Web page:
The Baptism of the Lord

Matthew 3:13-17

Baptism of Jesus

13 At that time Jesus came from Galilee to the Jordan River so that John would baptize him. 14 John tried to stop him and said, “I need to be baptized by you, yet you come to me?”

15 Jesus answered, “Allow me to be baptized now. This is necessary to fulfill all righteousness.”

So John agreed to baptize Jesus. 16 When Jesus was baptized, he immediately came up out of the water. Heaven was opened to him, and he saw the Spirit of God coming down like a dove and resting on him. 17 A voice from heaven said, “This is my Son whom I dearly love; I find happiness in him.”


Thoughts on the passage:

If you read the scriptures at times it feels like there are two competing streams when it comes to salvation.  One stream pushes the idea that our actions matter when it comes to salvation.  In Matthew 25 for example, people are judged (and rewarded or punished) by their actions, specifically whether they cared for the least, the lost, and the left out.  On the other hand, you will find ample texts that emphasize that it is our belief in Christ and that alone which grants us salvation.  What is needed for salvation?

John Wesley would argue that both are necessary.  He placed an emphasis in his ministry on both personal piety but also social holiness.  Our faith in Christ is important, but as scriptures points out, that our faith without works is empty or dead.  We need to put our faith in Christ for our salvation, but we also need to live out that faith.

How we understand baptism is heavily influenced by our larger understanding of salvation.  If salvation is grounded solely in a confession of our sins and a trust in Christ for grace, then baptism becomes a sign of that unique moment where we become saved.  For us, as United Methodists, we do not see baptism as the end of our faith we see it as a beginning of something new.  In baptism, we celebrate God’s saving work in our lives and recognize the grace that is made available to us through Christ.  We are born into a new role as brothers and sisters of Christ, as children of God.  With this new identity comes new responsibility.  Our life of faith is just beginning.

There is a reason that Christ’s public ministry begins with his baptism.  It marks the beginning, not the end of the work that he is doing in the world.  In the same way, our own baptisms are meant to mark not the end but the beginning of the work that God has for us in the world as well.

There is a line in our baptismal liturgy that sticks with me often, “Do you accept the freedom and power God gives you to resist evil, injustice, and oppression in whatever forms they present themselves?”.  I often find myself convicted by this question because I know that the honest answer is too often I do not resist evil in whatever forms it comes in.  Instead I am guilty of taking the easy road, the quiet road, the less-conflicted road.  When I was in fencing in high school there was another member of the fencing team who was at the bottom of the social hierarchy.  First, let’s be honest, this was the fencing team, we were all towards the bottom of the social hierarchy.  Still, even in our ranks he was uncool.  The best I can say for myself is I never picked on him to his face.  I am not sure what the worst I can say is, that I made a joke or two at his expense behind his back or that I never stood up for him when others were making the jokes.  Either way I know that I failed in my baptismal vow to resist evil, injustice, and oppression.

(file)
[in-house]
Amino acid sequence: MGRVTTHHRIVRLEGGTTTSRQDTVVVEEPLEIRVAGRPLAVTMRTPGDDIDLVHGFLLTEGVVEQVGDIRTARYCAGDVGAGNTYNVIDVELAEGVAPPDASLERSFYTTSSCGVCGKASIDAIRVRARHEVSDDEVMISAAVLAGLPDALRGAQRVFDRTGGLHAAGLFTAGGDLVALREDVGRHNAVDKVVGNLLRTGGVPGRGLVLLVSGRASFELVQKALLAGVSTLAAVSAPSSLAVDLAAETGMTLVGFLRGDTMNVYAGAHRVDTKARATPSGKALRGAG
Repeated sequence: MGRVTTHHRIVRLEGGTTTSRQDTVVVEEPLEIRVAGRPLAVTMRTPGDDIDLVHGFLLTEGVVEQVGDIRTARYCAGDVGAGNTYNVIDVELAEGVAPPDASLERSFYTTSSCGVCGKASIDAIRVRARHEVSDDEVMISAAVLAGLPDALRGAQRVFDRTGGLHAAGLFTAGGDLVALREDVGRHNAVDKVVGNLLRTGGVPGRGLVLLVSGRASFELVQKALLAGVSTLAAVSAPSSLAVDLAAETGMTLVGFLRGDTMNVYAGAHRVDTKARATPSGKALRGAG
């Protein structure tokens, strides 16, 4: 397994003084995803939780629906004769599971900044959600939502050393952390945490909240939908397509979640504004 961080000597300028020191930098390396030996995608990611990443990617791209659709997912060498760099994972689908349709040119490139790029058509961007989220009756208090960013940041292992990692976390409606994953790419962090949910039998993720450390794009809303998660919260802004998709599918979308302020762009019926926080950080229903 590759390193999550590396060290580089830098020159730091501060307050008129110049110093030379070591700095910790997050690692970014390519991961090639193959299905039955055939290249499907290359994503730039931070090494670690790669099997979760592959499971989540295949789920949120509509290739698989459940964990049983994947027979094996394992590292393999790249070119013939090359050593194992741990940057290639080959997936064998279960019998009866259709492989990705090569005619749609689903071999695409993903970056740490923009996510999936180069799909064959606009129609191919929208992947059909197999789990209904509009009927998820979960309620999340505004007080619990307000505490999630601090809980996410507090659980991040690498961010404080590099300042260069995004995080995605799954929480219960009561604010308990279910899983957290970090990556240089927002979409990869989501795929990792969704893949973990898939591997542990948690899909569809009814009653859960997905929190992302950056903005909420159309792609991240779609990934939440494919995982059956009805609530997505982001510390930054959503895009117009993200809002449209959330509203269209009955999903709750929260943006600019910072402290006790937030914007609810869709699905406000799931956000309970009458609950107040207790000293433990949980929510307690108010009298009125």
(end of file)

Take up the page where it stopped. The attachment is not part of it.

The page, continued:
The dangerous part of that vow is the line “whatever forms.”  It is not resist in evil in the convenient forms or the popular forms, it is whatever forms that evil comes in, we must resist.  There is a story in the latest Family Promise newsletter.  It talks about how a family found itself homeless and stranded in Lake Lillian.  The United Lutheran Church there opened its doors to house them for two nights and then rented a van to drive them back to Oklahoma where they had family.  Here are people who did not stop with what was easy or even practical.  They saw an injustice and they worked with all their might to fix it.

If they had knocked on our doors would have been as ready to help?  I would want to say, yes, but I worry that we would get caught up on questions of budget, or practicality I worry we would be too busy with the other things we are doing, we would not have the time.  The reality is we all have times that we rise to the occasion and we join with God in doing amazing things.  There are also times that we fall short and fail to resist evil, injustice, or oppression when we see them.

We can only be baptized once, but that does not mean that God’s grace is not there for us any time we need it.  When we fall short we need to remember our baptism and remember that God loves us.  Maybe it did not happen in the same dramatic way that it did with Jesus with the skies opening and a dove, but when we are baptized the Spirit descends on us as well and God whispers into our hearts “This is my child whom I dearly love; I find happiness in them.”

Questions to Ponder:

How is God calling you to resist evil, injustice, and oppression in your life?

When is a time you failed to live up to your baptismal vows?

How have you experienced God’s grace continuing offer your new life?


God, your love washes over us each and every day.  You bless us and care for us and call us your own.  Help us to find the strength to live into the great work you have for us.  Forgive us when we fall short and empower us to try again and again to be part of your saving work in the world. Amen